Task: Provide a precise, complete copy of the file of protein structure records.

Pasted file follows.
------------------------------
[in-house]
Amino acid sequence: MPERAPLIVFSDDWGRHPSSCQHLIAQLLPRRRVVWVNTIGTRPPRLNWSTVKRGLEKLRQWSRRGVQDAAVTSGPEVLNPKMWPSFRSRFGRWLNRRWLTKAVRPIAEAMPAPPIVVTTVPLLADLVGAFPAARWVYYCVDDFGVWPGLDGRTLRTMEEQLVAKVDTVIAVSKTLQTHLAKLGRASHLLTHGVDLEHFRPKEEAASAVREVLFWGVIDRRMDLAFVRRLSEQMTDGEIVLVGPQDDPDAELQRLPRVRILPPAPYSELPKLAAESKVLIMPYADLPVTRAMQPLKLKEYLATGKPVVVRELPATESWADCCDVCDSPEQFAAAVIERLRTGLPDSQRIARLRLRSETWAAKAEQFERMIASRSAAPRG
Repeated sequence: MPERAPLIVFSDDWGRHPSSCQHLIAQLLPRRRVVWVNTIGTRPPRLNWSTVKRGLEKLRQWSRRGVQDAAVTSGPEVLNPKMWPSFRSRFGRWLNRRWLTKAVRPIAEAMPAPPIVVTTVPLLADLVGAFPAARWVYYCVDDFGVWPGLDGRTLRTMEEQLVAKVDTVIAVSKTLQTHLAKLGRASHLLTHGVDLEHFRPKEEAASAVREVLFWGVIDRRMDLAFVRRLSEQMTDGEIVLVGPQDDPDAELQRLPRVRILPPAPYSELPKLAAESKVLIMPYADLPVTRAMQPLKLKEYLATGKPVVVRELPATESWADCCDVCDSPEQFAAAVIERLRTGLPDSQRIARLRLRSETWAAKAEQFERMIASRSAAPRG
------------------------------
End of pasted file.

[in-house]
Amino acid sequence: MPERAPLIVFSDDWGRHPSSCQHLIAQLLPRRRVVWVNTIGTRPPRLNWSTVKRGLEKLRQWSRRGVQDAAVTSGPEVLNPKMWPSFRSRFGRWLNRRWLTKAVRPIAEAMPAPPIVVTTVPLLADLVGAFPAARWVYYCVDDFGVWPGLDGRTLRTMEEQLVAKVDTVIAVSKTLQTHLAKLGRASHLLTHGVDLEHFRPKEEAASAVREVLFWGVIDRRMDLAFVRRLSEQMTDGEIVLVGPQDDPDAELQRLPRVRILPPAPYSELPKLAAESKVLIMPYADLPVTRAMQPLKLKEYLATGKPVVVRELPATESWADCCDVCDSPEQFAAAVIERLRTGLPDSQRIARLRLRSETWAAKAEQFERMIASRSAAPRG
Repeated sequence: MPERAPLIVFSDDWGRHPSSCQHLIAQLLPRRRVVWVNTIGTRPPRLNWSTVKRGLEKLRQWSRRGVQDAAVTSGPEVLNPKMWPSFRSRFGRWLNRRWLTKAVRPIAEAMPAPPIVVTTVPLLADLVGAFPAARWVYYCVDDFGVWPGLDGRTLRTMEEQLVAKVDTVIAVSKTLQTHLAKLGRASHLLTHGVDLEHFRPKEEAASAVREVLFWGVIDRRMDLAFVRRLSEQMTDGEIVLVGPQDDPDAELQRLPRVRILPPAPYSELPKLAAESKVLIMPYADLPVTRAMQPLKLKEYLATGKPVVVRELPATESWADCCDVCDSPEQFAAAVIERLRTGLPDSQRIARLRLRSETWAAKAEQFERMIASRSAAPRG